From my childhood spent in a clay hut of a mountainous Uzbek village to my life in a Soviet Moscow in a shanty two-piece flat,
I used to dream of a grand house with a marble staircase.
That dream was quite regular:
Without any intention I dreamt again and again of that house with marble columns and stairs, leading upwards.
I read Freud, I read Jung, I read other interpreters trying to understand what does that dream mean?
A gypsy fortune-teller told me in Sverdlovsk: 'You'll have a grand house in your future, the house with marble columns and stairs leading upwards'.
My life is nearly ending, but living in an ex-council town-house I often think what about was that empty promise, that dream which never came true?

But dreams aside all of a sudden I realised that over the last 18 years almost a third of my life I lived in that house with marble columns and stairs in between leading upwards.
I haven't noticed it until we've been asked to leave it.
Bush House - the Noah's Arc of nations,
tThe runway where voices take off and fly over the Earth, the kingdom where echoes of dead are kept alive, the thinking brain, the watchful eye, the sharp tongue and the caring heart of meridians, Bush House - an English pub, an Uzbek chay-khana, a Spanish tavern, an African hut, a Russian kabak, where views and opinions fly around vibrating the globe, Bush House - a cold mirror in front of that old, beautiful and furious world...

A Bush House of my unnoticed but fulfilled dream...

Meditation on Mona Lisa

Hamid Ismailov Hamid Ismailov | 09:10 UK time, Saturday, 18 February 2012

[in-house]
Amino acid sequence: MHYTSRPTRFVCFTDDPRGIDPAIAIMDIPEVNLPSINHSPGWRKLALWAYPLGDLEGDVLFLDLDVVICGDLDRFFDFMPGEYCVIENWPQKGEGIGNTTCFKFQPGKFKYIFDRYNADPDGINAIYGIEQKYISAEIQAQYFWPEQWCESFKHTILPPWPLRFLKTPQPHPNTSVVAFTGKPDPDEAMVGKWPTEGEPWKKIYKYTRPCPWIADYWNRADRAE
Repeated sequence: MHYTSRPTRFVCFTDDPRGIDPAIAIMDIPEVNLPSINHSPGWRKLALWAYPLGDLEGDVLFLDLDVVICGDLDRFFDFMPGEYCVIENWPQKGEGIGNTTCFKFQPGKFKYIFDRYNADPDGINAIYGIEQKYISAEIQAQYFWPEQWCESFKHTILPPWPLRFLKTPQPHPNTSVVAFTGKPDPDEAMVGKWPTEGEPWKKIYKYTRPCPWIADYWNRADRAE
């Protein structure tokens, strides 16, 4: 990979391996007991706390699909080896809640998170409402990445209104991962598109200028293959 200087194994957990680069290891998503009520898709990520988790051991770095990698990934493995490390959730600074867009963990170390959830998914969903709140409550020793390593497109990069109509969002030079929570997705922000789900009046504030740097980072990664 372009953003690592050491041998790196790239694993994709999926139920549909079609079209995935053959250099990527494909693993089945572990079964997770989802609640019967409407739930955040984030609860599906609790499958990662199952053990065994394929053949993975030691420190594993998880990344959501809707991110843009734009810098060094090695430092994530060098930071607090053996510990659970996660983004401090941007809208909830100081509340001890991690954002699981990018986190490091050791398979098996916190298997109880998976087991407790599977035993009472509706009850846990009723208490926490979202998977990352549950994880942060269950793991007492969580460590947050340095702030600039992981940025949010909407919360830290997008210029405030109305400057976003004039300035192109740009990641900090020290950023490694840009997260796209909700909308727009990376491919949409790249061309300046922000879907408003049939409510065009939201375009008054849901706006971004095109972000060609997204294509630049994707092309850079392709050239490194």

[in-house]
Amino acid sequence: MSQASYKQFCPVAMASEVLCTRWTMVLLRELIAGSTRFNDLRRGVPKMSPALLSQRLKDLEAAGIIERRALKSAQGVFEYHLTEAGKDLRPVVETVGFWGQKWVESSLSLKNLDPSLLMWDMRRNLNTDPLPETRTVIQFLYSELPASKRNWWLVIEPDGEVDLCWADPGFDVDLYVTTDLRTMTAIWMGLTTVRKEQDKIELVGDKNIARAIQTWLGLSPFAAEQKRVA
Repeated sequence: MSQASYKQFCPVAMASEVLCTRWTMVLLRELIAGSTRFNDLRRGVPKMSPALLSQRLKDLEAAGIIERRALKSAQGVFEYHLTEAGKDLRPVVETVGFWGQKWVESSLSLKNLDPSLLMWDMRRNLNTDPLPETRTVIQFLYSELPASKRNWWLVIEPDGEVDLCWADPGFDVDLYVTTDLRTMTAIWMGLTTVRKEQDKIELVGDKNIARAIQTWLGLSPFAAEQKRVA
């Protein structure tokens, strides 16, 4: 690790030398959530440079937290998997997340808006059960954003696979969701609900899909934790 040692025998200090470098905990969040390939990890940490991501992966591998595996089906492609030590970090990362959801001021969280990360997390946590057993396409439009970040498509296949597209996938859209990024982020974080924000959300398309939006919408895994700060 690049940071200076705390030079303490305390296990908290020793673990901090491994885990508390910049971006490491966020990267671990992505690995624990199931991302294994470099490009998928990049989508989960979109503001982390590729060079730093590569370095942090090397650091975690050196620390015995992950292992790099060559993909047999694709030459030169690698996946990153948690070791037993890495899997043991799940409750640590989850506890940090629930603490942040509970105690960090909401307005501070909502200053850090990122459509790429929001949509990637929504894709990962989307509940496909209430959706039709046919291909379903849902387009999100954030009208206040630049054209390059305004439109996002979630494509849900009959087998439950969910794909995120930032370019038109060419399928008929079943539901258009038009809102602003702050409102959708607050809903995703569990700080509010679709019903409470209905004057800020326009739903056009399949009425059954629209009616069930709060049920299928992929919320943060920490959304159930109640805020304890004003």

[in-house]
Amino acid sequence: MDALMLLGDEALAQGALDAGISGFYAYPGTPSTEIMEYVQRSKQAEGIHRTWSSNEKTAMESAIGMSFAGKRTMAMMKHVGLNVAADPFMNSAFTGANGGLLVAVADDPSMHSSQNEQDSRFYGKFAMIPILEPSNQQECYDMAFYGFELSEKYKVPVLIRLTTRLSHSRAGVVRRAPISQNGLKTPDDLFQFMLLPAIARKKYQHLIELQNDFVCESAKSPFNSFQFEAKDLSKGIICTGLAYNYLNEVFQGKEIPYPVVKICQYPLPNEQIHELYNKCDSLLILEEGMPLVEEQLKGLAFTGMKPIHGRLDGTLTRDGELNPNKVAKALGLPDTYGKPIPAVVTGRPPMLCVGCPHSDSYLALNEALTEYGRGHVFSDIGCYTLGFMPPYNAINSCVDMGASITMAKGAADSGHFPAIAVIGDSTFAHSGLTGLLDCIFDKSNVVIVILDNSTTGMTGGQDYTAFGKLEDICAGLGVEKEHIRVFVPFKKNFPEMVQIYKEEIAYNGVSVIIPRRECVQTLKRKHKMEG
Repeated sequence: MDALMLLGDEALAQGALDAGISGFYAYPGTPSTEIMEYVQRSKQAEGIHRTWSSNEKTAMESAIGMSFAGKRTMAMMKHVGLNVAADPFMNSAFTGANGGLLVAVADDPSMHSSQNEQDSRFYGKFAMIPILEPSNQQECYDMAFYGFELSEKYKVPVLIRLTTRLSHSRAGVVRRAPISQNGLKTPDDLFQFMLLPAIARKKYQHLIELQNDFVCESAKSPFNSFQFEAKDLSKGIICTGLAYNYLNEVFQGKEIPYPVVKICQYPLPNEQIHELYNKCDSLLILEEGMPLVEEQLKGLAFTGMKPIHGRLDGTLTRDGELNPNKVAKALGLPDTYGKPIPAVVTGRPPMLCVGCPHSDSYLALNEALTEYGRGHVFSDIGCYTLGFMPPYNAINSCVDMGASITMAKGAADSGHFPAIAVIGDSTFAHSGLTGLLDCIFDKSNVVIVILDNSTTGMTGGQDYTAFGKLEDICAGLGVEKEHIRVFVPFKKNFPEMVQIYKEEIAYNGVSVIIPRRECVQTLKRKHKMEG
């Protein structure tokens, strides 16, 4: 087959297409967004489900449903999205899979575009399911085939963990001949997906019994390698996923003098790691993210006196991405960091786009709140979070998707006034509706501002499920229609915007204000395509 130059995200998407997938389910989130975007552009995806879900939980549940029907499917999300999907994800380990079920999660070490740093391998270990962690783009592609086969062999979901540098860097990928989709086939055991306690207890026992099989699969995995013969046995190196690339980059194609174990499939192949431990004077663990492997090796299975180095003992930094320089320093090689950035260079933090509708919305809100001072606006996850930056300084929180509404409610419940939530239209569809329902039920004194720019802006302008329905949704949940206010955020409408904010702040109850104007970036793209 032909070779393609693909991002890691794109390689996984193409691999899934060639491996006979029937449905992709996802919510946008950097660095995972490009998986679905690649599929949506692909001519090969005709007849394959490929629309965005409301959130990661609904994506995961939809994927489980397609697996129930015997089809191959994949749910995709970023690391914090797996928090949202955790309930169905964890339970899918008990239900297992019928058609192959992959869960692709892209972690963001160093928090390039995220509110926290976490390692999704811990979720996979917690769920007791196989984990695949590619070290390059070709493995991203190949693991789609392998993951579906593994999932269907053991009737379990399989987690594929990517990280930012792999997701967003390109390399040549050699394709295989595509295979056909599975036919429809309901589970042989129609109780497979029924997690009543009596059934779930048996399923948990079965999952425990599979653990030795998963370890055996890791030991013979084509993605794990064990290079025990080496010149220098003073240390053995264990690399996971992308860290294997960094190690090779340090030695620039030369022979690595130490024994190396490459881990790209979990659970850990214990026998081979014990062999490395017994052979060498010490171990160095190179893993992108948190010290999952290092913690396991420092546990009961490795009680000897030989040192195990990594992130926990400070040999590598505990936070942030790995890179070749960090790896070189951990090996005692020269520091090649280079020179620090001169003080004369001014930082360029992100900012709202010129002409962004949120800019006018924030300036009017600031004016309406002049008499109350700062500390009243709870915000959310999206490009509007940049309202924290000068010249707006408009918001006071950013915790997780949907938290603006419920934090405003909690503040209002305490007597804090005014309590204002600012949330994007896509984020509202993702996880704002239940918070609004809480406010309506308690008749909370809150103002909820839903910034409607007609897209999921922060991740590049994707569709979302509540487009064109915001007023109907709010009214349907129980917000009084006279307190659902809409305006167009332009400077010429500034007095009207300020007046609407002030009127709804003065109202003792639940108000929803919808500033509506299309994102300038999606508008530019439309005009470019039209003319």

This entry is sent from Paris from my break.

My son who is now 17 is of the age when all of a sudden he has started to re-appreciate trips with his parents and is unexpectedly enjoying every bit of Paris.

We went to Louvre to do a pilgrimage to Leonardo's Mona Lisa.

I spent my usual 20-30 minutes gazing not just at Giocondo, but looking at those who, like myself, were staring at her.

When I finished my ritual my son said that didn't find the famous Mona Lisa as beautiful as people say.

I told him a well-known joke, that after being admired and loved by so many people over the centuries she has got a privilege to choose by whom to be admired.

My quick response didn't satisfy my son.

Then I appealled to him intellectually and started a long lecture the outlines of which are here.

I started with a concept of 'sfumato' adopted by Leonardo.

Though it's to do with the specifics of light and colour, I took the gist of that concept and told him that it ascends to the Aristotle's idea of measure, ie everything is perfect not at the extremes, but is perfect when balanced in the right measure.

For instance as Aristotle says, bravery is good but the positive extreme of it is recklessness, whereas the negative extreme is cowardice...

So then I passed onto Mona Lisa and said: "Yes, she is not ravishingly beautiful, but neither is she frighteningly ugly."